Few incidents have rocked the music industry like the Milli Vanilli scandal of the 90’s. At the height of their fame, Fabrice Morvan and Rob Pilatus were outed by producer Frank Farian as having lip-synched their way through their hit record and performances. The fallout was huge. Milli Vanilli was stripped of their Grammy for Best New Artist and Arista Records erased their album from its catalog. It was a media circus of astronomical proportions and I was a mildly befuddled spectator, watching from the sidelines. Milli Vanilli’s unmasking yielded lasting personal and financial consequences for the young performers. With time comes perspective and now is a good time to examine this incident with a fresh set of eyes.
Summer of ’89:”Girl You Know It’s True” was burning up the charts and dominating airwaves. However, it was the visual impact of Milli Vanilli’s videos that helped to launch them into the stratosphere. Two extraordinarily handsome, Black men with exotic braids, lithe bodies and chic esthetic danced their way into millions of hearts. I was smitten; Rob and Fab were the epitome of cool. How could I ever forget Rob’s number after being transfixed by those eyes?! It was too much!!! I even went so far as to paint their likenesses with oil pastels on a t-shirt, which I proudly sported. Though there was an odd moment when I thought with a child’s wisdom that Fab’s looks didn’t seem to match his voice, I quickly dismissed that as my imagination. Even the album cover was pretty dope. Milli Vanilli was the new flavour in town and an adoring public couldn’t get enough.
Everyone knows what came afterwards. On the heels of scathing scorn and humiliation, the German-based duo attempted a comeback by singing during live performances. Under new management, they moved to Los Angeles and released an album entitled “Rob and Fab” that did poorly but is collector’s gold today. It seems the wounded ego of the music industry stifled any and all attempts at redemption from Milli Vanilli. The fall from grace was too overwhelming for Robert Pilatus, who sadly succumbed to a drug and alchohol overdose in 1998. The “Back and In Attack” record scheduled for release was shelved, ending the Milli Vanilli era for good. Fabrice soldiers on as a DJ and independent musician, having found the strength to move forward with his life.
Mass deception aside, the memory of Milli Vanilli lingers on like a stubborn aftertaste. Their songs still get airplay and you know what? The music is great! Iconic basslines don’t lie. “Baby Don’t Forget My Number” is one of the best music videos of all time. Rob and Fab had looks, presence, style AND moves. I still enjoy their performances immensely. Those guys had something, a spark that’s missing from a lot of performers these days. They captured the essence of their time and they delivered. Sure they lip-synched their way to the top but now that’s standard practice for ye average pop-star. Watching Milli Vanilli now makes me realize that perhaps they were judged too harshly for their actions. They brought joy and entertainment to millions so they’re not such bad guys, right?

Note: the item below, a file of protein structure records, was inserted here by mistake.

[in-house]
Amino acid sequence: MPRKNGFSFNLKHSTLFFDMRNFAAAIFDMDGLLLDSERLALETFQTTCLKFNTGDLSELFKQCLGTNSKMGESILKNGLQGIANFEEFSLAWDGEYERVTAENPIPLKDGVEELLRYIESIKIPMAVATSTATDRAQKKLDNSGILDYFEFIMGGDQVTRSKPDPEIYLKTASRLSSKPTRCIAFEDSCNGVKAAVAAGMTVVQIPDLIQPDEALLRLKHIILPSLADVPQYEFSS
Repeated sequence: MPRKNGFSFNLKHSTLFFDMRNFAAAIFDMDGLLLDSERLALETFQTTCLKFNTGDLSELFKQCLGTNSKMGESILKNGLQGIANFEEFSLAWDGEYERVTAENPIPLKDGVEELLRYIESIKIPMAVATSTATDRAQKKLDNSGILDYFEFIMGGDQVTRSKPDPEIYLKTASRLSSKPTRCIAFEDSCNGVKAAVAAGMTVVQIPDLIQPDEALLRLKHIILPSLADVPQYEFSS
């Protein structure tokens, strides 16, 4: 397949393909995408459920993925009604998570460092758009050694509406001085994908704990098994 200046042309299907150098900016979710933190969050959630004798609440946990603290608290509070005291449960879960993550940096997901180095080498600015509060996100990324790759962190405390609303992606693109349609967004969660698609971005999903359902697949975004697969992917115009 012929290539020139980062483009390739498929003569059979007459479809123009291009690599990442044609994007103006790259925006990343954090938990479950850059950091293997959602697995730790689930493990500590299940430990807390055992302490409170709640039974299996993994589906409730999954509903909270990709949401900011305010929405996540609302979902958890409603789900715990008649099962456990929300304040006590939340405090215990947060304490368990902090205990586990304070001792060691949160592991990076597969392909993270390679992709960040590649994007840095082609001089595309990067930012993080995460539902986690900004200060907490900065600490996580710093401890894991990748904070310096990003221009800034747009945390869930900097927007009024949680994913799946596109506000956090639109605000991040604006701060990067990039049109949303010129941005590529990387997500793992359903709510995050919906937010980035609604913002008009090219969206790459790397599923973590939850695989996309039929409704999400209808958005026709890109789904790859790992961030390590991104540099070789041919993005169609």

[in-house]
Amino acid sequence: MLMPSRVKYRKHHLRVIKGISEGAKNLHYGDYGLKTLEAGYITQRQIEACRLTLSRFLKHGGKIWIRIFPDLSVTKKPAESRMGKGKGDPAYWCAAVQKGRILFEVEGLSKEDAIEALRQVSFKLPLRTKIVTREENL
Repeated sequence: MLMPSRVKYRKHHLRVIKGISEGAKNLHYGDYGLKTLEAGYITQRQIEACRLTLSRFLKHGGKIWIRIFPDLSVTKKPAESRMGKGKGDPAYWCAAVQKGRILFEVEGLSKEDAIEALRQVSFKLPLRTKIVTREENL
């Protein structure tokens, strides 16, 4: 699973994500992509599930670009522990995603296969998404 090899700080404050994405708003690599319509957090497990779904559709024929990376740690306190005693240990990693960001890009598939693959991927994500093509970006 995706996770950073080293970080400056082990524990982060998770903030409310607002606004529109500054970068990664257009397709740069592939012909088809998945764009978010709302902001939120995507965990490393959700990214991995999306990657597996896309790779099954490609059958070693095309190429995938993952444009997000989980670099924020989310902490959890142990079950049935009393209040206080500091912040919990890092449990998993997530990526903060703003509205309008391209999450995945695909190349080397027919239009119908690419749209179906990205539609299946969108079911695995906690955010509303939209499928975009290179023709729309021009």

Behind the rise and fall of every empire is a story. Milli Vanilli is a tale of 2 Black youth from Europe lusting after stardom. Enter Frank Farian, a German producer with a shady history of fronting Black music shell acts like 70’s phenomenon Boney M (who didn’t sing most of their songs). The trio forge a Faustian pact that brings Rob and Fab success but at what a cost! The dance-pop duo claimed they were exploited by Farian, yet they decided to go along with the charade from the start. If anything, theirs is a cautionary fable of the pitfalls awaiting those who seek a fast-track to fame. And yet, underneath it all, is heartbreak and resilience. A meteoric rise from poverty and shattered childhood to worldwide acceptance and back again. This is the real story that needs to be told. Fabrice opens up in this interview with VLADTV accessible via http://www.fabmorvan.com – a must-see! In this era of docudramas, the time is right for us to know more about Rob and Fab. No disrespect to Charles Shaw and the original vocalists, but these 2 will forever remain Milli Vanilli.
R.I.P. Rob, you are sorely missed!
Props to Fab for surviving it all
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